Maui’s Koholā Brewery is the Latest Brewery to Enter the Local Craft-Beer Scene
A new microbrewery opens in Lahaina.
In December, Koholā Brewery took over the former brewhouse of Maui Brewing Co. in Lahaina. It specializes in easy-to-drink craft beers.
Photos: Courtesy of Koholā Brewery
On a trip to England and Belgium four years ago, Christine and Ian Elumba discovered something that would change their lives: craft beer.
Long story short, it led them to move to Maui, partner with friends William and Christine Ramirez, purchase Maui Brewing Co.’s old facility in Lahaina and spend eight months retrofitting and upgrading the 25-barrel brewhouse. The group opened its microbrewery in late December, the day after getting a liquor license.
Koholā Brewing opened with six beers, most of them concocted by head brewer Justin Brouhard. (Interestingly, the most popular of the brews right now, 88 Light RyePa, was created by Brouhard’s wife, Brittany.) The focus is on quality, easy, smooth-drinking beers. The beers on tap right now include the Talk Story, a classic American IPA; the malty Lōkahi German Pilsner; the medium-bodied Hānā Road Wheat; the Smooth Tide, an American amber ale; and the Red Sand, Koholā’s version of an Irish Red ale.
“We use the highest-quality ingredients and pay special attention to the quality of our finished product,” says Brittany Brouhard, who handles marketing and social media for the brewery. “We produce beers that are easy-drinking, approachable, and we design them to be drunk comfortably in the climate of Maui … We plan to experiment with beers that are not as common in Hawai‘i, such as barrel-aged beers and sours, as well as using local ingredients.”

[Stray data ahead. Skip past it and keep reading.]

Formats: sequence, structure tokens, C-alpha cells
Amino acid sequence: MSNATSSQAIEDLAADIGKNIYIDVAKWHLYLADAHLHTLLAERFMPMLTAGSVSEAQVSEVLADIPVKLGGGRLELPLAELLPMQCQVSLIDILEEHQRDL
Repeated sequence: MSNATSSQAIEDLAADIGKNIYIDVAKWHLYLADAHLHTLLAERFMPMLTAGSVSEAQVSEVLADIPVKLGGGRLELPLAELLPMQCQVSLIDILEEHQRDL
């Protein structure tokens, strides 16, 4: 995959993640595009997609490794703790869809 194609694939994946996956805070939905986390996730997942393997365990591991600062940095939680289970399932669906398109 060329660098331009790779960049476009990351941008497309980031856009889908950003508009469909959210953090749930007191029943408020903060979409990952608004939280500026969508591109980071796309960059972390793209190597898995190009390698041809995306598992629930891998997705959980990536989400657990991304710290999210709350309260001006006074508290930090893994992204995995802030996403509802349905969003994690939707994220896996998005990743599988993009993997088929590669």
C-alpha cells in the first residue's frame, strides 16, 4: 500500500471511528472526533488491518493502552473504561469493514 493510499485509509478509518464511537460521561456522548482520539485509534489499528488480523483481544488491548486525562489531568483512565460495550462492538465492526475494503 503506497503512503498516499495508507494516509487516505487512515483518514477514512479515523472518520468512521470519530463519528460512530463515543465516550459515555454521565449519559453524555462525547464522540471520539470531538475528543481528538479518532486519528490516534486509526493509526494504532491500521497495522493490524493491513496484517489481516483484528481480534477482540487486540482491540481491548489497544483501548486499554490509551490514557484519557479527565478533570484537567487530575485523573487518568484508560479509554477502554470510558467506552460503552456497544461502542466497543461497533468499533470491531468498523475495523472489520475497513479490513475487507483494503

A flight of Koholā Brewery’s craft beers, which can be sampled at its on-site tasting room.
Right now, Koholā (which means humpback whale in Hawaiian) is an on-premise brewery, which means, for now, it can fill kegs for big parties, 64-ounce growlers for smaller get-togethers and sell beer directly to retail customers. You can also find Koholā’s brews in a dozen restaurants and bars on Maui, including Merriman’s Kapalua, Andaz Maui at the Wailea Resort and What Ales You Taphouse.
There’s a casual, 1,200-square-foot tasting room, with tables topped with chess boards and Jenga towers. As the brewery grows, it plans to add tours and sampling classes. Eventually, the company wants to bottle its brews and get them to the other islands, but there’s no set date yet. Right now, the focus is one keg distribution within Maui, Brouhard says.
“What makes craft beer unique in Hawai‘i is that we pay a lot more in expenses to brew beer here as opposed to the Mainland, yet we maintain a similar price point,” Brouhard says. “The microbrew culture here is just beginning to appreciate craft beer—and it’s growing.”
Koholā Brewery, 910 Honoapi‘ilani Highway, Suite 55, Lahaina. Noon to 8 p.m. Sunday through Thursday and noon to 9 p.m. Friday and Saturday. (808) 269-7975, koholabrewery.com.
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